In 2022, CNAS published 34 reports that provided new and in-depth analysis on the most pressing national security issues facing the global community now and tomorrow. Our most popular reports of the year covered topics from the enduring threat of Russia, to wargaming a CCP-driven conflict in Taiwan, to the importance of semiconductors, to envisioning a new American industrial policy.
The Center’s work and experts had a tangible impact on understanding the unfolding events around the globe, and how the United States can lead on challenges at home and abroad. Take a look back at CNAS’ most popular reports of the year, and get ready for a new year of innovative reports and analysis.
Most Popular Reports
Dangerous Straits: Wargaming a Future Conflict over Taiwan
The Gaming Lab at CNAS, in partnership with NBC’s Meet the Press, conducted a high-level strategic-operational wargame exploring a fictional war over Taiwan, set in 2027. The wargame sought to illuminate the dilemmas that U.S. and Chinese policymakers might face in such a conflict, along with the strategies they might adopt to achieve their overarching objectives. The game was intended to produce insights as to how the United States and its allies and partners could deter the PRC from invading Taiwan and could better position themselves to defend Taiwan and defeat such aggression should deterrence fail.
When the Chips Are Down: Gaming the Global Semiconductor Competition
Essential to the day-to-day functioning of modern society, semiconductors are increasingly at the center of a high-stakes competition between the U.S. and China. A virtual strategy game conducted by CNAS, and detailed in this report, has produced critical insights into the nature of U.S.-China strategic competition and global competition for semiconductors. Designed and conducted by the CNAS Gaming Lab, the exercise examined how China could influence Taiwan’s semiconductor industry and policy options that the United States and Taiwan could take to counter China’s predatory actions. The game featured three teams—the United States, China, and Taiwan—and envisioned a scenario in which a disruption created a global shortage in leading-edge chips.
Sanctions by the Numbers: Economic Measures against Russia Following Its 2022 Invasion of Ukraine
This edition of Sanctions by the Numbers provides a snapshot of U.S. and allied economic measures against Russia following its invasion and continued aggression toward Ukraine, an overview of the most sanctioned sectors of the Russian economy, potential obstacles to enforcing joint sanctioning actions against Russia, and an outlook on potential escalation or de-escalation with Moscow. This edition seeks to provide a holistic overview of the major sanctions actions and their impacts, with a focus on U.S. actions, but does not purport to list each of the hundreds of sanctions actions in detail.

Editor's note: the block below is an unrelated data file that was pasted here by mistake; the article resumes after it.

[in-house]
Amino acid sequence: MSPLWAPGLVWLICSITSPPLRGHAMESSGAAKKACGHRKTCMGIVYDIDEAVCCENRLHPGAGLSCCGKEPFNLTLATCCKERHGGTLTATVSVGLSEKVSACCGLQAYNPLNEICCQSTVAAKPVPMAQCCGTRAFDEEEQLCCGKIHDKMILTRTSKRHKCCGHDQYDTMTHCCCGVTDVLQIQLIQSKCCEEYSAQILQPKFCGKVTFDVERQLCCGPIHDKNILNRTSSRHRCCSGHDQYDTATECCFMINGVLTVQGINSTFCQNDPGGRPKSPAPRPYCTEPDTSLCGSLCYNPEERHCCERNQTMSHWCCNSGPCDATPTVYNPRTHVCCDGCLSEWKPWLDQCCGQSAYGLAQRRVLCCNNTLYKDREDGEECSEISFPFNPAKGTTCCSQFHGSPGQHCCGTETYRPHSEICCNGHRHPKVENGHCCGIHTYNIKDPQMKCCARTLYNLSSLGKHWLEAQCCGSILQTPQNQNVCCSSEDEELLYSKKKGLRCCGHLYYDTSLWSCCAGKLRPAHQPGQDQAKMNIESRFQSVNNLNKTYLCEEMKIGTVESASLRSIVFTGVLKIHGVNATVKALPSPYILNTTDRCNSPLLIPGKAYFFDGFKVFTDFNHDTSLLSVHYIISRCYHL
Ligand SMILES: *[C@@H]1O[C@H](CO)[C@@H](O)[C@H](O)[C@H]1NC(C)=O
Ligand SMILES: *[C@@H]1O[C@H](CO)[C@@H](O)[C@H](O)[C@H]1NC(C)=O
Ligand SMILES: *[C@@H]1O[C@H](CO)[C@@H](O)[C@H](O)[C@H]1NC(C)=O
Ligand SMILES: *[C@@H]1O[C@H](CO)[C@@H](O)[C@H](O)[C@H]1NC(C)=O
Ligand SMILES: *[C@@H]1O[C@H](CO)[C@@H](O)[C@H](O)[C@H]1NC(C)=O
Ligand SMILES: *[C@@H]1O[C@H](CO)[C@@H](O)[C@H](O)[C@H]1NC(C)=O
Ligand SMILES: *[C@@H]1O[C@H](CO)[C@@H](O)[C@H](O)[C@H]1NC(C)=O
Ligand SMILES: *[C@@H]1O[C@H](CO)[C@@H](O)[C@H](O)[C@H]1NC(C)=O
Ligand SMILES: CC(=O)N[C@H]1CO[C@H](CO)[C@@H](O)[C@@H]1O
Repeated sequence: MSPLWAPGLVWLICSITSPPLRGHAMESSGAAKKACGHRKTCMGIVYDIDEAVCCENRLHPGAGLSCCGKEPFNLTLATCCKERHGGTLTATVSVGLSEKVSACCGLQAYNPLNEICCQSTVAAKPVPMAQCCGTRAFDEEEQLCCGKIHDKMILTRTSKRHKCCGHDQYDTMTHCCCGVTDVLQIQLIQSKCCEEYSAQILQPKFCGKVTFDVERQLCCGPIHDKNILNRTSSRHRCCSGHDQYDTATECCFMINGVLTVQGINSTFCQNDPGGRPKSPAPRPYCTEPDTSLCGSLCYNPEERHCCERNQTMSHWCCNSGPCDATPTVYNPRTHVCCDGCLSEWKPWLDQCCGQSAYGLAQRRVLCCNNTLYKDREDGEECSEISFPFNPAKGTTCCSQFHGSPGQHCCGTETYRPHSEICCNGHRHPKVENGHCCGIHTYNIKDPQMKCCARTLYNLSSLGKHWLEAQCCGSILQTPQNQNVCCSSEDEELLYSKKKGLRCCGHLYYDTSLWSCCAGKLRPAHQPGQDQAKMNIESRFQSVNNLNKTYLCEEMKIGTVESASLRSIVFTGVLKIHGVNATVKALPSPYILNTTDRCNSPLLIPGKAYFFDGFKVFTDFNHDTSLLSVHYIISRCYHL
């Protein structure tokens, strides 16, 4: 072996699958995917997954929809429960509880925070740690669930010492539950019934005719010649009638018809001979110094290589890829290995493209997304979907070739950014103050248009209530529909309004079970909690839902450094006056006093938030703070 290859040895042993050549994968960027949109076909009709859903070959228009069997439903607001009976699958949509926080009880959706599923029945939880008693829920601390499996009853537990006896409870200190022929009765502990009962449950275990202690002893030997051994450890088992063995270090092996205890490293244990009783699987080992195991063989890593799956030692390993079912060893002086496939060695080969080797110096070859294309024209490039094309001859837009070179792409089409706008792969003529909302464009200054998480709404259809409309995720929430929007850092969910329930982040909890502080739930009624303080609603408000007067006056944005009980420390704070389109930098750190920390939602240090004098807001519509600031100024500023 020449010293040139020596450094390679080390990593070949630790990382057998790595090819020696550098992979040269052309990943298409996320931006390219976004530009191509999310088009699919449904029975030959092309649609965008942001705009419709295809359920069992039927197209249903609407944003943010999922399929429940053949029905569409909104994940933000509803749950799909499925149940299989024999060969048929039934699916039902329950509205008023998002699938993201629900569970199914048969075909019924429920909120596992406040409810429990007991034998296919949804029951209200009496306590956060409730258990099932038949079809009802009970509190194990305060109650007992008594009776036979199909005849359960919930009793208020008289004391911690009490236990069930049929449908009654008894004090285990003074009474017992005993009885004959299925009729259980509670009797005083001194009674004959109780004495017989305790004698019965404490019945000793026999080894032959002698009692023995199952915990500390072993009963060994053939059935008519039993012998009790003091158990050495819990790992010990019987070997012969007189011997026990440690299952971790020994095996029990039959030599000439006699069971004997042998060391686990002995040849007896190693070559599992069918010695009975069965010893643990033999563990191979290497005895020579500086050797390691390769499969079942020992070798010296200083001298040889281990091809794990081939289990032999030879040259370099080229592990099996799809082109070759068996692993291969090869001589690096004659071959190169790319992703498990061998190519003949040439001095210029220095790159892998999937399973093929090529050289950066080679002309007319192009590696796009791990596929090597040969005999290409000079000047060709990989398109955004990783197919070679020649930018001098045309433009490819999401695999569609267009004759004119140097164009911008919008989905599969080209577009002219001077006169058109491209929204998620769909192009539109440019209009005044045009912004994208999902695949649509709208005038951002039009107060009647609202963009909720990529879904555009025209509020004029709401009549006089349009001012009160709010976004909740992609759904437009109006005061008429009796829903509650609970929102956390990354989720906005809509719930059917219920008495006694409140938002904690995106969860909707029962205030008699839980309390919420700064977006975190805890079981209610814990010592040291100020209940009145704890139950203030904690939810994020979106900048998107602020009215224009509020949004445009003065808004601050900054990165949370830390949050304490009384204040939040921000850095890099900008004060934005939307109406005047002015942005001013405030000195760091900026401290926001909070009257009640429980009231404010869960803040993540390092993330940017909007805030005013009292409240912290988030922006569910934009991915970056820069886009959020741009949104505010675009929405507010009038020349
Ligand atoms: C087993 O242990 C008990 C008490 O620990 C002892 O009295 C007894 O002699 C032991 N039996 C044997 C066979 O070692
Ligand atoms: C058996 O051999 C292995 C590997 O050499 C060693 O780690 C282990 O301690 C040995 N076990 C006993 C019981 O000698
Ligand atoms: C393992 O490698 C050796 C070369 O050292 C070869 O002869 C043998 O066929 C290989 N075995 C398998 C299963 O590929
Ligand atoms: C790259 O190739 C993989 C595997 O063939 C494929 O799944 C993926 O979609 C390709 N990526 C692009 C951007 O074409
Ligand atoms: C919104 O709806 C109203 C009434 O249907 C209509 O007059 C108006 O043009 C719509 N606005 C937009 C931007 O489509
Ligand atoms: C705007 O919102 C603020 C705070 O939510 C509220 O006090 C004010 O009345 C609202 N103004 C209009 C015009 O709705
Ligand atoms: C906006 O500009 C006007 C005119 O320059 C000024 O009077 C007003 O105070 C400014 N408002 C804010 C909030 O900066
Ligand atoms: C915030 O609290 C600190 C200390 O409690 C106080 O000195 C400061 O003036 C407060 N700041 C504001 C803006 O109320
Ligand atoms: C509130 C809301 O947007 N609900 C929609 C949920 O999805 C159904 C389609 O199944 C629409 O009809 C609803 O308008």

Global Island: Sustaining Taiwan’s International Participation Amid Mounting Pressure from China
China under Chinese Communist Party General Secretary Xi Jinping has ramped up political, economic, and military pressure on Taiwan. The roots of Beijing’s pressure campaign, including Xi’s personal interactions with Taiwan policy, go back decades. But recent events have deepened and intensified China’s efforts, which include seeking to block Taiwan from engaging the rest of the world as part of a comprehensive strategy to force Taipei to move toward unification with the mainland on Beijing’s terms. A report from authors Jacob Stokes, Alexander Sullivan, and Zachary Durkee explores trends related to Taiwan’s international participation and offers a framework for how Washington, Taipei, and interested allies and partners can respond to growing pressure from Beijing.
Operationalizing the Quad
The Quad is becoming the principal multilateral group shaping the geoeconomic and technological future and the strategic orientation of the Indo-Pacific. Strengthening the Quad is a central pillar in the Biden administration’s strategic plan to compete more effectively with a rising China and to put forth a vision of a free, open, transparent, inclusive, and peaceful Indo-Pacific. A report from authors Lisa Curtis, Jacob Stokes, Joshua Fitt, and Andrew Adams lays out key issue areas and associated recommendations to strengthen the group.